The most amazing recovery Foley has witnessed was that of a patient who arrived at the doctor’s office with a nail in his eye. The man had been on a riding mower cutting grass when he ran over the nail, which was flung into a chain-link fence and bounced off the fence and into his eye.

Foley removed the nail and the cataract that was caused by the nail puncturing the eye’s lens. He replaced the damaged lens with an implant and stitched up the wound; the patient’s eye and vision were saved.

He has completed around 20,000 surgeries; about 1,500 of the surgeries were for glaucoma and the rest were for cataracts or other conditions.

Foley also has been a professor for Eastern Virginia Medical School for 36 years, giving lectures and supervising residents.

He was not the only accomplished doctor in his family; his brother, the late Dr. Michael T. Foley, was the physician-in-attendance for the Boston Red Sox at Fenway Park for nearly 25 years.

Dr. John Foley’s work has kept him busy over the years, but he always made time for his kids and kept weekends open to do things with his family. He and his wife, Karen Foley, have four children, John, Kate, Matt, and Tye, who enjoyed spending time on the water and growing up on the Eastern Shore.

Dr. Foley also coached Little League for 11 years in Nassawadox.

Having practiced medicine on the Shore close to 40 years, Foley has treated multiple generations of families. It’s not uncommon for younger patients to tell him that he’s taken care of an older family member, such as a great grandmother. “I get that all the time,” he said.

He even met his wife, now-retired educator Karen Foley (formerly Young), for the first time about 30 years ago when she was his patient. The entire Young family received eye care from Dr. Foley.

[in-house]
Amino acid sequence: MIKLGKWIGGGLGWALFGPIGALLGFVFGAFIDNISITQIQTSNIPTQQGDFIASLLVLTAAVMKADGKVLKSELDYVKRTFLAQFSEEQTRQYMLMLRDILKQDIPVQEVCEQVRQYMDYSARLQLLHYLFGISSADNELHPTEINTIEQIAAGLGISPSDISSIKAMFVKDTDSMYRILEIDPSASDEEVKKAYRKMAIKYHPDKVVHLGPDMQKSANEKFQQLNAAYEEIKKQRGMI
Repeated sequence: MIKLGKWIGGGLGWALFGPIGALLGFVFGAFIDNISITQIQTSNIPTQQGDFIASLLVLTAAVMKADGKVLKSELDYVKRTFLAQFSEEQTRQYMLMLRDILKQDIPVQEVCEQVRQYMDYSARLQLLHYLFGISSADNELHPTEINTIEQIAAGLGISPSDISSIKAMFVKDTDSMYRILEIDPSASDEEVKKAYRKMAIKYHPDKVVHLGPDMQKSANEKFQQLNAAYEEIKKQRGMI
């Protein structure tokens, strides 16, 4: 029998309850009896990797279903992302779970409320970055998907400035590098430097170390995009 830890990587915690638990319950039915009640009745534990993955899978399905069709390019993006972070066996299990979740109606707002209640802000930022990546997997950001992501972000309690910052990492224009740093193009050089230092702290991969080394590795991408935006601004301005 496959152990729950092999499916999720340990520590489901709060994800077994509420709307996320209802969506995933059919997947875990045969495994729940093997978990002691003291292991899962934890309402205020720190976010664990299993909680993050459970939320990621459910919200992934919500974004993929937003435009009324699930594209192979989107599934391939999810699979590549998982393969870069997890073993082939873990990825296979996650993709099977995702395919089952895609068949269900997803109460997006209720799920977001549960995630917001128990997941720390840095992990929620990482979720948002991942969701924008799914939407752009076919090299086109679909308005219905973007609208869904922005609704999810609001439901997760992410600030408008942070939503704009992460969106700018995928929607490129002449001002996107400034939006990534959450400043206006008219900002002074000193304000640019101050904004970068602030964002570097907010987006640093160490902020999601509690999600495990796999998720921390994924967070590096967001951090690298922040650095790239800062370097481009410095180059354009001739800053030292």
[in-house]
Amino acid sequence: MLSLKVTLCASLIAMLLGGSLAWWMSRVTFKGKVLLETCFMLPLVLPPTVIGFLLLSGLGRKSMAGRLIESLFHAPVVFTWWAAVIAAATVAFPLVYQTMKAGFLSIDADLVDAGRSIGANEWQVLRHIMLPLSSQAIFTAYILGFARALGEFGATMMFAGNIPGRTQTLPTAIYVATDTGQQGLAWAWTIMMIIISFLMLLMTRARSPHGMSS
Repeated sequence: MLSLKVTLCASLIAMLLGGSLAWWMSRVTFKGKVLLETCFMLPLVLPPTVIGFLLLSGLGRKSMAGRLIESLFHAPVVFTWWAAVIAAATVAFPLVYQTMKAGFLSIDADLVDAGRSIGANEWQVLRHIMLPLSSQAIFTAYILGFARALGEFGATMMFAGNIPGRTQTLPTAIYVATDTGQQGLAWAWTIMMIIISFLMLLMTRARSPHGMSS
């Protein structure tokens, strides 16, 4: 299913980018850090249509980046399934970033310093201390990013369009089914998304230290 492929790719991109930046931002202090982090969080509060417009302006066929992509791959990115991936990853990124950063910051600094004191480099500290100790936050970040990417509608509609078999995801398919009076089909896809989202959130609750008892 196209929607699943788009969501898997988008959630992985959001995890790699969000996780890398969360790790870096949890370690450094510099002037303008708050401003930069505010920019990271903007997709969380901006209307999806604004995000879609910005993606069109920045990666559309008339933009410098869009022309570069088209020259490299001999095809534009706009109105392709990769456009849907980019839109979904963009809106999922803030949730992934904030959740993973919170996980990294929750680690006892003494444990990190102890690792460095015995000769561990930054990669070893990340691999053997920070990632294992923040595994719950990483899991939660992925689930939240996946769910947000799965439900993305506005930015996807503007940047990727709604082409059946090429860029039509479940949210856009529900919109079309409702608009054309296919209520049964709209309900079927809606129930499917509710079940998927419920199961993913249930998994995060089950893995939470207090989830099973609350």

Karen had been twice widowed when she ran into Dr. Foley, who was also single, at Food Lion just before Christmas in 2014, and they were happy to see one another again.

A few months passed before they were able to reconnect, but the couple finally went on their first date and hit it off.

Now they have been married five years and are looking forward to being retired together and traveling.

Among their retirement and travel plans is spending more time visiting their grandchildren, who are spread out on the East Coast as far south as Georgia and as far north as Maine. The Foleys also would like to visit family in Germany.

Dr. Foley wants to spend summers in Cape Cod and also hopes to visit the Virgin Islands. The couple already has made arrangements to travel to the Mediterranean and the Holy Land in January 2022.

Dr. Foley is currently working two days a week, and he will be fully retired in December.

The Wagner Macular and Retina Center, which has multiple locations in Hampton Roads, is acquiring Foley’s practice and merging it with Seashore Eyecare, also in Exmore. Patients will be seen at the current location of Seashore Eyecare, on Main Street.

Foley has enjoyed well over three decades of providing eye care to generations of Eastern Shore families. “I have loved my practice and the people. … I know almost everybody’s first name and family histories,” he said. “I couldn’t imagine a better job.”